What the hell was that?
I cannot express how disappointed I was leaving this movie. The level of talent involved had my interest piqued from day one.
The movie’s actors have multiple Oscar nominations and awards among them. Tell me, if you’ve got a movie with Michael Fassbender, Javier Bardem, Cameron Diaz, Penelope Cruz and Brad Pitt (who, in my opinion, has never acted poorly in any movie) in it, would you not expect it to be good?
Add on that it, was directed by Ridley Scott (“Alien,” “Gladiator”), from a script written by Cormac McCarthy, the Pulitzer Prize winner probably best known to non-literary geeks as the man who wrote the book that “No Country for Old Men” was based on, and you have a cinephile’s dream team.
Now how, with that much talent, was this movie such a trainwreck?
The movie starts off by jumping from an intimate scene with the Counselor, played by Fassbender, and his girlfriend Laura, played by Cruz, to a truck being loaded with cocaine in Mexico.
Then, we see the Counselor meeting with various other characters in short snippets, including whacked-out club owner Reiner (Bardem) and his girlfriend Malkina (Diaz), who own cheetahs. Yes, they own two cheetahs. No, I don’t know why. They tried to explain it at the end, but I was so incredibly done with this movie, it did not payoff.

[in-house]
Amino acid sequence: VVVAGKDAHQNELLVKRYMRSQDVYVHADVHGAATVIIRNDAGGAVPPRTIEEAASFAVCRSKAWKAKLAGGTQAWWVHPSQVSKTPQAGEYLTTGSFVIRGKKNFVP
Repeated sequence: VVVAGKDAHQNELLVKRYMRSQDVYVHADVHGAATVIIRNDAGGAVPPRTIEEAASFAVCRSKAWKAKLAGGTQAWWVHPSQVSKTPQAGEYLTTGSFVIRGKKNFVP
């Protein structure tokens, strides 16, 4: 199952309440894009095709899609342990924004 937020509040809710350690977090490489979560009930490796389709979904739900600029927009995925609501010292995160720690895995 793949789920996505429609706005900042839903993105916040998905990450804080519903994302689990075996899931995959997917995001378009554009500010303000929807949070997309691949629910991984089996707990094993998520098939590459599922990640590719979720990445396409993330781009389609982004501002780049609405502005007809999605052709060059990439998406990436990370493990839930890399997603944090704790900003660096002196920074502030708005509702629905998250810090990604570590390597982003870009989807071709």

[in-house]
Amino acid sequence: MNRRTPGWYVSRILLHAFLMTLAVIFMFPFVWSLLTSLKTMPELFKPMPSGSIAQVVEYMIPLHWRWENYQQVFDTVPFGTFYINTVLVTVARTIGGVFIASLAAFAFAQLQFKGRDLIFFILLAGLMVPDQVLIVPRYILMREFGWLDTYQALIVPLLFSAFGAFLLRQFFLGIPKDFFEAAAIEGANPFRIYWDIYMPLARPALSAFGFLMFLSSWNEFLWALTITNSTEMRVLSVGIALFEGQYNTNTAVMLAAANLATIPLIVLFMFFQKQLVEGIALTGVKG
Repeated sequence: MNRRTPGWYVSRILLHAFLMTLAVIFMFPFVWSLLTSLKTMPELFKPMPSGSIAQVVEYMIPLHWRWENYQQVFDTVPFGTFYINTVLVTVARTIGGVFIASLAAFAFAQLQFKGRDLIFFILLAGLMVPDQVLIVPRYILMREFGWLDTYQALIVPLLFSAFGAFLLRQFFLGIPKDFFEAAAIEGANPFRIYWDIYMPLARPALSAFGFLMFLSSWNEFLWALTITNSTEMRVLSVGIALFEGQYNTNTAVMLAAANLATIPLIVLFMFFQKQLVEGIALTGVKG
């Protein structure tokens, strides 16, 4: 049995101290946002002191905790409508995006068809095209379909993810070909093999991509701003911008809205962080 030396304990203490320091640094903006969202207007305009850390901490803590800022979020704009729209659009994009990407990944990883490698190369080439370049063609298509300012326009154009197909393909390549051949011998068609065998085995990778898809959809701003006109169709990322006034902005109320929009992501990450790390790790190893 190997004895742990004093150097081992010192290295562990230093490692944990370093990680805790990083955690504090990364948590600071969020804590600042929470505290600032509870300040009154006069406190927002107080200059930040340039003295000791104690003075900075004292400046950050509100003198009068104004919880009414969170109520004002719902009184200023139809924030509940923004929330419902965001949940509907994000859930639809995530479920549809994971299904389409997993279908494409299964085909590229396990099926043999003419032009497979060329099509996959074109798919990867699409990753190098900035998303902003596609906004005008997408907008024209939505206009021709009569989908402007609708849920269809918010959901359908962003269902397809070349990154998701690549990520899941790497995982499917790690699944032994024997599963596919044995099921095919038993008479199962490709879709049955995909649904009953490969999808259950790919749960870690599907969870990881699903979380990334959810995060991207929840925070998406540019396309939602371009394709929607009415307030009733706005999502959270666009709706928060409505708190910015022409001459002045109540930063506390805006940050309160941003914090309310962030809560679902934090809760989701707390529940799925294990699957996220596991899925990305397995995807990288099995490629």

The two men talk about the “deal” they have made, later revealed to be the shipment of cocaine seen at the beginning. Obviously, something is going to go wrong.
Before the Counselor has a chance to think about that, he meets Westray, a modern cowboy played by Brad Pitt, who tries to dissuade him from getting involved with the drug cartel by explaining (in detail) the violent ways they keep associates in line. This is foreshadowing at its most blatant.
The closest guess I can venture as to what Westray’s role is in this is the middleman. I do not remember it ever being fully explained who was doing what.
That is one of my two biggest gripes with this movie. Characters are introduced without a lead up. At one point, the Counselor just calls somebody up to try to fix his problem with the cartel. This person references them being close friends, and he obviously has ties to the cartel, but I got absolutely no hint that this man existed before he showed up very close to the end.
My second biggest gripe is the dialogue. Be prepared to be blindsided by existential monologues on the nature of fear and the meaning of acceptance quite a few times.
McCarthy wrote the script the same way he writes his books. For those who have not had the pleasure of reading one of his novels, he is very poetic in his descriptions, and his dialogue is very otherworldly. His style of writing is wonderful; however, it does not, in any way, work in a cinematic format.
The characters launch into these philosophical discussions with seemingly no provocation. There is one scene with Malkina and a car that causes Reiner to segue into some psycho-babble that left me looking at my friend like, “Are they being serious?”
This movie was trying so incredibly hard to be something other than a stereotypical drug thriller. It certainly is not stereotypical, but that in and of itself does not make a good movie.
Email comments to jts...@latech.edu.